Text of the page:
Learn how to make charcoal pencil lines in melt and pour soap. (It’s easy!)
Charcoal pencil lines are a design technique used to create a striking line of separation between layers of soap.
While they might look tricky, they’re actually quite easy to make!
(Want to make pencil lines in cold process soap instead? Check out my article: How to Make Pencil Lines in CP Soap.)
Here’s a video I made to demonstrate the process! (Often an ad plays first, but the video will play right after!)
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How to Make the Pencil Lines
To make a pencil line, first pour a layer of soap into a soap mold and spritz the top with alcohol to remove air bubbles. Let this layer sit for 15 to 20 minutes to firm up.
While the soap in the mold is cooling, mix the charcoal powder with two to three times as much alcohol.
For example, if you have 1 teaspoon of charcoal, dilute it with 2 to 3 teaspoons (10 to 15 ml) of alcohol.
Use the sponge brush to gently and evenly paint the diluted charcoal over the surface of the soap in the mold.
Don’t press too hard or you’ll cause divots and wrinkles.
You don’t need to spritz the soap with alcohol first, since you’re already painting alcohol directly all over it, and any extra puddles of liquid might cause thin spots or smears.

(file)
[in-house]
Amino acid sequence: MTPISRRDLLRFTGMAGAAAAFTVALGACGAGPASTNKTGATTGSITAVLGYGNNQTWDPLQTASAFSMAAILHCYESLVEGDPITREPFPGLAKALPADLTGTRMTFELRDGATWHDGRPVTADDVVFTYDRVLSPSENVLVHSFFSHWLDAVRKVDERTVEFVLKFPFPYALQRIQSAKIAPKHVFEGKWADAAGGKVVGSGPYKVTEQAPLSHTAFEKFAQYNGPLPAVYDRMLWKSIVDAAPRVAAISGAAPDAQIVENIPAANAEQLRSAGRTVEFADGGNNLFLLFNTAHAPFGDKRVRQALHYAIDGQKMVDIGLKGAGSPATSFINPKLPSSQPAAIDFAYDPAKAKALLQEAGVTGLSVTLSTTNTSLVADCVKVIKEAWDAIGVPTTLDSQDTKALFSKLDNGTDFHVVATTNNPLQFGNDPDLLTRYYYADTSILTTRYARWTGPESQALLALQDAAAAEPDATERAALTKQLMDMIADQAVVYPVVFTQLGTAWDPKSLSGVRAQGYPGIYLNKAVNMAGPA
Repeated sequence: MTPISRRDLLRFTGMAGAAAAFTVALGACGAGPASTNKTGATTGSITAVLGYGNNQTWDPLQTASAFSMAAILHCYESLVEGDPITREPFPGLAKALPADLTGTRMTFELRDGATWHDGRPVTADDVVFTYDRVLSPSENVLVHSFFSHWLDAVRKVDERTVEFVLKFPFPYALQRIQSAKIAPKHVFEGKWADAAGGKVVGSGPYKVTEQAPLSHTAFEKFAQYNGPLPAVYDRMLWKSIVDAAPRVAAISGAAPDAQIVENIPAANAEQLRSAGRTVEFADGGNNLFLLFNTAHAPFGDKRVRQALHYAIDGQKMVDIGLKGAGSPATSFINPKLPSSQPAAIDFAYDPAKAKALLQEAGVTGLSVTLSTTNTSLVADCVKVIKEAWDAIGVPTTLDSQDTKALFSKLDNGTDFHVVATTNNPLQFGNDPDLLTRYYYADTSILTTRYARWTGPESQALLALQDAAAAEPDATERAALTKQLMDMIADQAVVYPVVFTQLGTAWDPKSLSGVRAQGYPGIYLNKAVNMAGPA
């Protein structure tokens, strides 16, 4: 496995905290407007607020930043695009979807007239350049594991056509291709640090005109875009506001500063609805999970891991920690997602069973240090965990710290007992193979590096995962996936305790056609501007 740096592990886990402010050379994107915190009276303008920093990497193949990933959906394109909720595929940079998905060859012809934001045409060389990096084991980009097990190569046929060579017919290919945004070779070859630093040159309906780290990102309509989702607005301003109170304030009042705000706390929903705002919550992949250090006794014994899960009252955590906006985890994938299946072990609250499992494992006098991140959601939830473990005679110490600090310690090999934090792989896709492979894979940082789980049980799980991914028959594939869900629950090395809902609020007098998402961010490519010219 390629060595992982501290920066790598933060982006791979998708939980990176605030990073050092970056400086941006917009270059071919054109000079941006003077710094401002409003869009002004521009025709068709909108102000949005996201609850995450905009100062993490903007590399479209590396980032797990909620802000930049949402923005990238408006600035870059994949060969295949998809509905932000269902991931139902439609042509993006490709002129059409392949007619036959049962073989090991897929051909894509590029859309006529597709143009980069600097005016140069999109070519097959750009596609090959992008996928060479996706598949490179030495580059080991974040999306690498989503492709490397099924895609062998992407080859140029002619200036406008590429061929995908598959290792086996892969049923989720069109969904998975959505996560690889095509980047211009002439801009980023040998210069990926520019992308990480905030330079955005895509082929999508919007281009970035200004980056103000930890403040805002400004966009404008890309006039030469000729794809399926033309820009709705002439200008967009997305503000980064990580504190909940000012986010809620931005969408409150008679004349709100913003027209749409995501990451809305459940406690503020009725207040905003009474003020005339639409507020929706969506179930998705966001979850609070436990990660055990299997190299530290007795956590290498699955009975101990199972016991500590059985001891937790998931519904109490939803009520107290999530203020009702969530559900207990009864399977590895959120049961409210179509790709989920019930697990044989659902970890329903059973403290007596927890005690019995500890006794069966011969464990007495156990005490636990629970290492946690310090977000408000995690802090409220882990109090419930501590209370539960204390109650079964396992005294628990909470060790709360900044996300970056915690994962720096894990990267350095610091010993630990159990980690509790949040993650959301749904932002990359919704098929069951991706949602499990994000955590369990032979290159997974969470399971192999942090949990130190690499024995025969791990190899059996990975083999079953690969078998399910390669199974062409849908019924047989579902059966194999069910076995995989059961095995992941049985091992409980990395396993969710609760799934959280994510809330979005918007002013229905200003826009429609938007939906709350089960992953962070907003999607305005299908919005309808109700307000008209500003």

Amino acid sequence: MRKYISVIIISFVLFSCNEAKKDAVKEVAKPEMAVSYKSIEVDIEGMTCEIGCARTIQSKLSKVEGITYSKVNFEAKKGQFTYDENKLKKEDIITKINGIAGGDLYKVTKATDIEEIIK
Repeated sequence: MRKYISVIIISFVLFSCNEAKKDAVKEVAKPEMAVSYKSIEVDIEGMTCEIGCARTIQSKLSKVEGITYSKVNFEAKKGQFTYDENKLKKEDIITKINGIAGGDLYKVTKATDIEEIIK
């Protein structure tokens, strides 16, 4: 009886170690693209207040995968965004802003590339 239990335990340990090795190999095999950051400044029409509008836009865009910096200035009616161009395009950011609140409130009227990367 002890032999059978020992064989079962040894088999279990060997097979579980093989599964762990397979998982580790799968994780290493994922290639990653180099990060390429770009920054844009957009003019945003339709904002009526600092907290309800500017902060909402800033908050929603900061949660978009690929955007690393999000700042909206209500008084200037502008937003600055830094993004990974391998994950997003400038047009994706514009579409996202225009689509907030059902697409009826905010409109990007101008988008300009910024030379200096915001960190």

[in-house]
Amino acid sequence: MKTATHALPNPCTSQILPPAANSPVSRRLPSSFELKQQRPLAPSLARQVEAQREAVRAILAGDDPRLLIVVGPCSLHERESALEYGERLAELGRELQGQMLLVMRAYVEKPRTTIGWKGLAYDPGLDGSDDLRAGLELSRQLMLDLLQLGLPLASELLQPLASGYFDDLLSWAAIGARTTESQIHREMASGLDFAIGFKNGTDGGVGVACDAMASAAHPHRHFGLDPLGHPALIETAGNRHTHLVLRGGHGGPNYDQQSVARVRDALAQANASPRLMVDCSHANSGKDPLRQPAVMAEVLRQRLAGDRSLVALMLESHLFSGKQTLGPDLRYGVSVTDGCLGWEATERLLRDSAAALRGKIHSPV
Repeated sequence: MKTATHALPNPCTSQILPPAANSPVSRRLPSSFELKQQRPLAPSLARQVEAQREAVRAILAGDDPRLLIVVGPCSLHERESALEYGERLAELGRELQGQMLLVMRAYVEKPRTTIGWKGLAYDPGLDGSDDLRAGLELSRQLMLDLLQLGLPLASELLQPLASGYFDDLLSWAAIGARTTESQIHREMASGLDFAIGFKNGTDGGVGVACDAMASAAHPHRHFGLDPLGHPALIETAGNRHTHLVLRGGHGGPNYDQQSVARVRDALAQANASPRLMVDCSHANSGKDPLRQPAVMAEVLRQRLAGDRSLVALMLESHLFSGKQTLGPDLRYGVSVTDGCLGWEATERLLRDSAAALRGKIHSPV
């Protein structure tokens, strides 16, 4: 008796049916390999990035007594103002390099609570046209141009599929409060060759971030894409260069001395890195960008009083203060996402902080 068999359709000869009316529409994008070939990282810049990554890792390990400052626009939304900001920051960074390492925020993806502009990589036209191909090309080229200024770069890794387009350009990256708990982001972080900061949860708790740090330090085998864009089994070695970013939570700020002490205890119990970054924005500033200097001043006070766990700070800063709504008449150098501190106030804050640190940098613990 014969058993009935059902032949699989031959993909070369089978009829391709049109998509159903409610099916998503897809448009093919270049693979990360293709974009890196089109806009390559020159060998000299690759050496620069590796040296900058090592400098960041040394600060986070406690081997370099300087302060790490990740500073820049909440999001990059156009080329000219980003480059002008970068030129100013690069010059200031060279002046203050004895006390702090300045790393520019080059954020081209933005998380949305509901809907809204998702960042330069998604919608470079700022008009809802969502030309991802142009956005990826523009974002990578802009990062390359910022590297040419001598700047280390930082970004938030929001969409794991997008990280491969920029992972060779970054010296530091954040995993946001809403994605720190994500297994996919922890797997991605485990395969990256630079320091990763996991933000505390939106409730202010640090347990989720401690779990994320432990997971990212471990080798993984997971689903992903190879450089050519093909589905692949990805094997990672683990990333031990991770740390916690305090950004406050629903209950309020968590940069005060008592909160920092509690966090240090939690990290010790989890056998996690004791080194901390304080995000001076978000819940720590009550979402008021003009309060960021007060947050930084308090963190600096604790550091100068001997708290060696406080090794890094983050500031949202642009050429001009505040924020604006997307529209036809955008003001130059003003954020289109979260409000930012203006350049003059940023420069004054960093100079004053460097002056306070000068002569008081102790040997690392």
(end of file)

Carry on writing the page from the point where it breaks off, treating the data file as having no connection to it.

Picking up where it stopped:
Let the charcoal layer (pencil line) dry for about 5 minutes.
Tip: Use cotton swabs or paper towels dipped in alcohol to help tidy up smeared corners and edges during and after making the soap. The sponge brush can be washed out under running water and reused many times.
Prepare the next layer of soap, monitoring and occasionally stirring until it’s 130 to 135°F (54 to 57°C).
If it’s hotter than this temperature, it may melt the layer underneath; if it’s too cool, it can become gloppy and hard to pour, which is likely to disrupt the pencil line at this stage.
When the second layer’s soap is ready, lightly spritz the surface of the pencil line in the soap mold with alcohol.
Don’t hold the spray bottle too close; hold it farther away so a fine mist settles over the inside of the mold rather than heavy bursts that leave uneven spots.
Pouring over a spoon to slow down the flow, gently pour the soap into the mold, moving slowly across the surface as you go to keep from pouring too much in one spot.
Spritz the top surface with alcohol to eliminate air bubbles.
Keep the soap in the mold for 6 to 8 hours.
Remove and slice into bars, laying the loaf on its side first, to prevent charcoal smudges across the surface of the cut bars.
Use paper towels or cotton swabs dipped in alcohol to clean up any stray charcoal marks on the finished soap.
Looking for more creative melt and pour soap ideas? Check out my print book, Easy Homemade Melt & Pour Soaps.
It’s filled with helpful tutorials, natural colorant galleries, essential oil blends, plus 50 recipes and full color photos of each project!